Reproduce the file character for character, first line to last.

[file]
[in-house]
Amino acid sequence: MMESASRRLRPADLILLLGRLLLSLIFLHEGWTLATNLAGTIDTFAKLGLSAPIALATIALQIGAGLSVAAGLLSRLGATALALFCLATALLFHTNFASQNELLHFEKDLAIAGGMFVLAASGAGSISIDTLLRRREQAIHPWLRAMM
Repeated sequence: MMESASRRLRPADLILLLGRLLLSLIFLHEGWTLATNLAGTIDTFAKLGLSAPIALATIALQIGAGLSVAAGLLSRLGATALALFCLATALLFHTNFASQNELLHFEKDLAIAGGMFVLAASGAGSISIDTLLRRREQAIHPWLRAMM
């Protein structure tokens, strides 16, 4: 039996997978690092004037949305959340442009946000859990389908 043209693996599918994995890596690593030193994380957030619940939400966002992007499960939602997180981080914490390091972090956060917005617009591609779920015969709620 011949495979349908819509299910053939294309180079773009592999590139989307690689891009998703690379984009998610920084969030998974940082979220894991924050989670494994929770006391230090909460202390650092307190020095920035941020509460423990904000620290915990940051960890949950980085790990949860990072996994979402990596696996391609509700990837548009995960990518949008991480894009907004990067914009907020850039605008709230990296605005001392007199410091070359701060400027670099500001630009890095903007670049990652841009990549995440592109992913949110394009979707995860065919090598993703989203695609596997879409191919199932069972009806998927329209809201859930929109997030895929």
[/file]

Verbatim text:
[in-house]
Amino acid sequence: MMESASRRLRPADLILLLGRLLLSLIFLHEGWTLATNLAGTIDTFAKLGLSAPIALATIALQIGAGLSVAAGLLSRLGATALALFCLATALLFHTNFASQNELLHFEKDLAIAGGMFVLAASGAGSISIDTLLRRREQAIHPWLRAMM
Repeated sequence: MMESASRRLRPADLILLLGRLLLSLIFLHEGWTLATNLAGTIDTFAKLGLSAPIALATIALQIGAGLSVAAGLLSRLGATALALFCLATALLFHTNFASQNELLHFEKDLAIAGGMFVLAASGAGSISIDTLLRRREQAIHPWLRAMM
């Protein structure tokens, strides 16, 4: 039996997978690092004037949305959340442009946000859990389908 043209693996599918994995890596690593030193994380957030619940939400966002992007499960939602997180981080914490390091972090956060917005617009591609779920015969709620 011949495979349908819509299910053939294309180079773009592999590139989307690689891009998703690379984009998610920084969030998974940082979220894991924050989670494994929770006391230090909460202390650092307190020095920035941020509460423990904000620290915990940051960890949950980085790990949860990072996994979402990596696996391609509700990837548009995960990518949008991480894009907004990067914009907020850039605008709230990296605005001392007199410091070359701060400027670099500001630009890095903007670049990652841009990549995440592109992913949110394009979707995860065919090598993703989203695609596997879409191919199932069972009806998927329209809201859930929109997030895929």